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A senior United Auto Workers official from Missouri was arrested on Thursday and charged with conspiring with other union leaders to embezzle hundreds of thousands of dollars in a mushrooming corruption scandal that comes at a decisive moment in contract talks with Detroit automakers.

Vance Pearson, 58, of St. Charles, director of the union’s Region 5 and a member of the union’s International Executive Board, was charged after search warrants were executed by the FBI two weeks ago at a number of locations, including at Pearson’s UAW office and at current UAW President Gary Jones’ Michigan home.

Pearson appeared in federal court in St. Louis briefly Thursday, where he was informed of the charges against him. His lawyer declined to comment.

Pearson was not home Thursday afternoon and a message left with the woman who answered the door was not immediately returned. A reporter who visited the Region 5 office on Dunn Road in Hazelwood was told to call the headquarters in Detroit for comment.

In a statement, the UAW said that while it found the allegations “very concerning, we strongly believe that the government has misconstrued any number of facts and emphasize that these are merely allegations, not proof of wrongdoing.”

The government’s complaint notes that Pearson became “second in command” of Region 5 in January 2016, which was headed by Jones at the time. Jones, who is from O’Fallon, Missouri, has not been charged with wrongdoing. Region 5 covers 17 western and southwestern states.

The complaint said from 2014 to 2018 Pearson and other leading UAW officials “submitted fraudulent expense forms seeking reimbursement from the UAW’s Detroit headquarters for expenditures supposedly incurred in connection with Region 5 leadership and training conferences.”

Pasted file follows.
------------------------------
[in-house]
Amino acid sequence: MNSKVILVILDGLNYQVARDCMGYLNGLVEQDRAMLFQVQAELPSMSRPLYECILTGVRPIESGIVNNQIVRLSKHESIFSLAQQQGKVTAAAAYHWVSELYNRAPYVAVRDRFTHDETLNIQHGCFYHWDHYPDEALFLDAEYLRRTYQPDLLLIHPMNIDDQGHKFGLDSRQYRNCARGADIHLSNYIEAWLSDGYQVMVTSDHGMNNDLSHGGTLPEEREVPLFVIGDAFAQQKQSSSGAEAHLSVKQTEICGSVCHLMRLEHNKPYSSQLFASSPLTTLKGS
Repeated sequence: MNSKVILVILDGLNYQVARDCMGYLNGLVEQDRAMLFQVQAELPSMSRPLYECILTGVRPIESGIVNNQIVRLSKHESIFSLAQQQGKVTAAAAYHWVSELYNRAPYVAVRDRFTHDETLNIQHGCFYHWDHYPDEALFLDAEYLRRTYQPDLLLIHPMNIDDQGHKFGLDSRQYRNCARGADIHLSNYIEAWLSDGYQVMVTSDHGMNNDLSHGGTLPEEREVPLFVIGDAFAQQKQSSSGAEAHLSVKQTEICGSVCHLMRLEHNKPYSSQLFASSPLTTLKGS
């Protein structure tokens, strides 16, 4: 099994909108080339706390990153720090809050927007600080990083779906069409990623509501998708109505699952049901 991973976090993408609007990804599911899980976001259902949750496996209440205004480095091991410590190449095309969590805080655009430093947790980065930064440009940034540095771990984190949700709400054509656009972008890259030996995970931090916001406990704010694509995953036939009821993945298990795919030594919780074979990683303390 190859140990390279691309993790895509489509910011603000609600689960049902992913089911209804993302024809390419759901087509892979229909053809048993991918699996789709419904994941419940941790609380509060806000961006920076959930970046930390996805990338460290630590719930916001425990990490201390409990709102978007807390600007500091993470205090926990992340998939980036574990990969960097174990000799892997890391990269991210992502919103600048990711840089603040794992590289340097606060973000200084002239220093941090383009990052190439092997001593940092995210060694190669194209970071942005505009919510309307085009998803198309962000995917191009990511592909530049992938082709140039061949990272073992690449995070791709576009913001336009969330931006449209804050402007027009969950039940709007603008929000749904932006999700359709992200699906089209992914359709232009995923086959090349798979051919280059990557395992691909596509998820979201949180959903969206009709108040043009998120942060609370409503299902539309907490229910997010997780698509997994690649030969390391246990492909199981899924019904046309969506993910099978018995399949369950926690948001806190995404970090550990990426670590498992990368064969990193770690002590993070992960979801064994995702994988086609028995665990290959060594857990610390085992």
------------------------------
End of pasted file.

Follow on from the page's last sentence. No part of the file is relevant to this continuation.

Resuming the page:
The officials “used the conferences to conceal the use of hundreds of thousands of dollars in UAW funds to pay for lavish entertainment and personal spending for the conspirators,” the complaint said.

Much of the complaint centers on conferences held by the Region 5 in Palm Springs, California. The allegations include that, through a “master account” set up at a Palm Springs hotel, union officials embezzled more than $600,000 that was spent on lavish living for weeks or months at a time.

The complaint singles out a dinner at a local restaurant on New Year’s Eve 2016 that cost $6,600, including four bottles of Louis Roederer Cristal champagne for a total of $1,760.

The complaint then accurately quotes the Louis Roederer website as saying the Cristal was “created in 1876 to satisfy the demanding tastes of (Russian) Tsar Alexander II,” who was assassinated by a revolutionary in 1881.

The complaint also makes frequent reference to someone identified only as “UAW Official A,” saying government agents had seized $30,000 in cash from the individual’s residence.

To date, nine people have pleaded guilty in connection with the ongoing criminal investigation into illegal payoffs to UAW officials by Fiat Chrysler Automobiles NV executives and corruption within the UAW itself.

Last week, former UAW official Michael Grimes pleaded guilty to wire fraud and money laundering. Grimes was an official in the union’s General Motors department until his retirement in July 2018.

The union’s current four-year contract with U.S. automakers expires on Saturday. In the St. Louis area, the contract talks affect workers at the GM assembly plant in Wentzville.

Robert Patrick of the Post-Dispatch and the Associated Press contributed to this report.

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